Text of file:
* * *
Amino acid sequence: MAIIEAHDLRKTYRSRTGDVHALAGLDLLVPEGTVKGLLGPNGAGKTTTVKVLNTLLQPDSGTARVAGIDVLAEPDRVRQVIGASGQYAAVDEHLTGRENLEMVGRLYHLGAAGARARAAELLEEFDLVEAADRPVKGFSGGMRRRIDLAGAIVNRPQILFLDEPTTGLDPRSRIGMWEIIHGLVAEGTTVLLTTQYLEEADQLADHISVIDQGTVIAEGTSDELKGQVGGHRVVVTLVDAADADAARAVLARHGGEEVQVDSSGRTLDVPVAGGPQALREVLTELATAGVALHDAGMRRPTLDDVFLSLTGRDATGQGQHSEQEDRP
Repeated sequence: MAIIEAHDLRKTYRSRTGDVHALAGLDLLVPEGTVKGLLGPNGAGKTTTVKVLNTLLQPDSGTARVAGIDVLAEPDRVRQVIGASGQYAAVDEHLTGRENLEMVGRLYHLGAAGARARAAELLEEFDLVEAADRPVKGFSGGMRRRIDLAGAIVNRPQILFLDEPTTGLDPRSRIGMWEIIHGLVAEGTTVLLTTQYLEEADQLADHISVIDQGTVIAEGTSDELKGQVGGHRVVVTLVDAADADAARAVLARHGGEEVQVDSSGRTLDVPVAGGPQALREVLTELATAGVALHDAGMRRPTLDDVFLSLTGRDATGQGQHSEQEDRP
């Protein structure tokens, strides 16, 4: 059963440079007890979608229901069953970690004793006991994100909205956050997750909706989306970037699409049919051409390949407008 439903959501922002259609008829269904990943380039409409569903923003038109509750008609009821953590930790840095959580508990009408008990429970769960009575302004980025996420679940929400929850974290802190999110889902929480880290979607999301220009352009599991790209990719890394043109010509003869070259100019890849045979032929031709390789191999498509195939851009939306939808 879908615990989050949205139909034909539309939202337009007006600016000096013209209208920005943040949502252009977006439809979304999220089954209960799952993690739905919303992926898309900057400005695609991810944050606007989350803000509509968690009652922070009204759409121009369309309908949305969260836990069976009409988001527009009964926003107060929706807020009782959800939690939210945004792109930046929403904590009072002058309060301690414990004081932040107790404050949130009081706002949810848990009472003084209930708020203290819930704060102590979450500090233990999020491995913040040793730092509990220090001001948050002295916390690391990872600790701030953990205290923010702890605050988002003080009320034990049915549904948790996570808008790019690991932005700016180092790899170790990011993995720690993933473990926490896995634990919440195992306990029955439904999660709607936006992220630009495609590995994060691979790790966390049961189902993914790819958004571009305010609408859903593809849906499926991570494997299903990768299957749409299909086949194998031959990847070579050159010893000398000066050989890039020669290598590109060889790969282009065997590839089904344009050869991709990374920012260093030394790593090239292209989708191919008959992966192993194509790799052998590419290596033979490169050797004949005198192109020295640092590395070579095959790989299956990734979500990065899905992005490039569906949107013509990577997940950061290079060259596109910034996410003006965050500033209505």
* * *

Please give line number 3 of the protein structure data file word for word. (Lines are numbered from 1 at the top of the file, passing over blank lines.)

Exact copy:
């Protein structure tokens, strides 16, 4: 059963440079007890979608229901069953970690004793006991994100909205956050997750909706989306970037699409049919051409390949407008 439903959501922002259609008829269904990943380039409409569903923003038109509750008609009821953590930790840095959580508990009408008990429970769960009575302004980025996420679940929400929850974290802190999110889902929480880290979607999301220009352009599991790209990719890394043109010509003869070259100019890849045979032929031709390789191999498509195939851009939306939808 879908615990989050949205139909034909539309939202337009007006600016000096013209209208920005943040949502252009977006439809979304999220089954209960799952993690739905919303992926898309900057400005695609991810944050606007989350803000509509968690009652922070009204759409121009369309309908949305969260836990069976009409988001527009009964926003107060929706807020009782959800939690939210945004792109930046929403904590009072002058309060301690414990004081932040107790404050949130009081706002949810848990009472003084209930708020203290819930704060102590979450500090233990999020491995913040040793730092509990220090001001948050002295916390690391990872600790701030953990205290923010702890605050988002003080009320034990049915549904948790996570808008790019690991932005700016180092790899170790990011993995720690993933473990926490896995634990919440195992306990029955439904999660709607936006992220630009495609590995994060691979790790966390049961189902993914790819958004571009305010609408859903593809849906499926991570494997299903990768299957749409299909086949194998031959990847070579050159010893000398000066050989890039020669290598590109060889790969282009065997590839089904344009050869991709990374920012260093030394790593090239292209989708191919008959992966192993194509790799052998590419290596033979490169050797004949005198192109020295640092590395070579095959790989299956990734979500990065899905992005490039569906949107013509990577997940950061290079060259596109910034996410003006965050500033209505």